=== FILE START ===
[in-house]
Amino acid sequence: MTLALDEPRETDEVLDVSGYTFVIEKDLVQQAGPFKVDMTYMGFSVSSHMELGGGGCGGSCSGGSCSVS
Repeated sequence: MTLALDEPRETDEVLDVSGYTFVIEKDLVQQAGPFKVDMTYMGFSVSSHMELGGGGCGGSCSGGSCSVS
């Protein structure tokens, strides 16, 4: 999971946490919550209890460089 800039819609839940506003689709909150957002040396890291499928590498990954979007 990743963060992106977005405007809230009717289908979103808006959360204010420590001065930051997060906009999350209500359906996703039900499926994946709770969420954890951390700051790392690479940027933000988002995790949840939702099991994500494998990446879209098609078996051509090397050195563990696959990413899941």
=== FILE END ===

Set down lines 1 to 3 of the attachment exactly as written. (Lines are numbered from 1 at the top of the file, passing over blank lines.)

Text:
[in-house]
Amino acid sequence: MTLALDEPRETDEVLDVSGYTFVIEKDLVQQAGPFKVDMTYMGFSVSSHMELGGGGCGGSCSGGSCSVS
Repeated sequence: MTLALDEPRETDEVLDVSGYTFVIEKDLVQQAGPFKVDMTYMGFSVSSHMELGGGGCGGSCSGGSCSVS